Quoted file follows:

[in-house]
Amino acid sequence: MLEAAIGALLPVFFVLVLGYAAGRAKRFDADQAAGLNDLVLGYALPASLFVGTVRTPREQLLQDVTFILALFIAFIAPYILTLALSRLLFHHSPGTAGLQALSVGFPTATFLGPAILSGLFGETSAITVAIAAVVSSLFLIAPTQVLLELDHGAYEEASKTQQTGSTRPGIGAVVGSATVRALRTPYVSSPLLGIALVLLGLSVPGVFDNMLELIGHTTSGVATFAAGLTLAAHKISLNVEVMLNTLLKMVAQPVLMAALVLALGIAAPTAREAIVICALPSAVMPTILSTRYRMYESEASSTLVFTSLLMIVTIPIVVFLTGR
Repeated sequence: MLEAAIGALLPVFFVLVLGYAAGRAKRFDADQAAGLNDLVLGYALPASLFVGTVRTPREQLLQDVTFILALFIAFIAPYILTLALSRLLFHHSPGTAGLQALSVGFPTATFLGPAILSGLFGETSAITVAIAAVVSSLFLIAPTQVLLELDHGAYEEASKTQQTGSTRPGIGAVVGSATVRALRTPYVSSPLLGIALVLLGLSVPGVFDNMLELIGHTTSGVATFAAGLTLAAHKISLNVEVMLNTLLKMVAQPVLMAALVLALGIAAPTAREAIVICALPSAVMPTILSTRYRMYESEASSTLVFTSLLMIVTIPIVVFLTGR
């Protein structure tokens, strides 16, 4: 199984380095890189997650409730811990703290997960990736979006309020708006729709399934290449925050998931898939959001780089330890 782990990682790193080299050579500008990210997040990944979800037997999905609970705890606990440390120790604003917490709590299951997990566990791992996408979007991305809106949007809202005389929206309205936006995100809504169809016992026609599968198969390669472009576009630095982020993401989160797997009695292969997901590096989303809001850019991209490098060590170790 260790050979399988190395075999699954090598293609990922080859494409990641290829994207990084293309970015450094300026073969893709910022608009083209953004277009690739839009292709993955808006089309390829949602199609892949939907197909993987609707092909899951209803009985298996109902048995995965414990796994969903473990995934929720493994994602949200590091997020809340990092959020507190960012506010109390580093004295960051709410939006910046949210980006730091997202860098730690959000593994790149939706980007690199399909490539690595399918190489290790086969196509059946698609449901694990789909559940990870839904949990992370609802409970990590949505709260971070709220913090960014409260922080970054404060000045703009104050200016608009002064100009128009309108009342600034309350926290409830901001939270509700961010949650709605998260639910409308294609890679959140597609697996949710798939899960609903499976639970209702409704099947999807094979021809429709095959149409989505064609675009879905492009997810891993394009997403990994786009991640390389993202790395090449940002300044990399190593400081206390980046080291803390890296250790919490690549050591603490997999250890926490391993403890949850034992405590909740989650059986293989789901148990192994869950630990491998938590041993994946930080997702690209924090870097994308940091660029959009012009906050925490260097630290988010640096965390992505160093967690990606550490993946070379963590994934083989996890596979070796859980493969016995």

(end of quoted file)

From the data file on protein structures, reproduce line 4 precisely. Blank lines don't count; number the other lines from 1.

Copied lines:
């Protein structure tokens, strides 16, 4: 199984380095890189997650409730811990703290997960990736979006309020708006729709399934290449925050998931898939959001780089330890 782990990682790193080299050579500008990210997040990944979800037997999905609970705890606990440390120790604003917490709590299951997990566990791992996408979007991305809106949007809202005389929206309205936006995100809504169809016992026609599968198969390669472009576009630095982020993401989160797997009695292969997901590096989303809001850019991209490098060590170790 260790050979399988190395075999699954090598293609990922080859494409990641290829994207990084293309970015450094300026073969893709910022608009083209953004277009690739839009292709993955808006089309390829949602199609892949939907197909993987609707092909899951209803009985298996109902048995995965414990796994969903473990995934929720493994994602949200590091997020809340990092959020507190960012506010109390580093004295960051709410939006910046949210980006730091997202860098730690959000593994790149939706980007690199399909490539690595399918190489290790086969196509059946698609449901694990789909559940990870839904949990992370609802409970990590949505709260971070709220913090960014409260922080970054404060000045703009104050200016608009002064100009128009309108009342600034309350926290409830901001939270509700961010949650709605998260639910409308294609890679959140597609697996949710798939899960609903499976639970209702409704099947999807094979021809429709095959149409989505064609675009879905492009997810891993394009997403990994786009991640390389993202790395090449940002300044990399190593400081206390980046080291803390890296250790919490690549050591603490997999250890926490391993403890949850034992405590909740989650059986293989789901148990192994869950630990491998938590041993994946930080997702690209924090870097994308940091660029959009012009906050925490260097630290988010640096965390992505160093967690990606550490993946070379963590994934083989996890596979070796859980493969016995």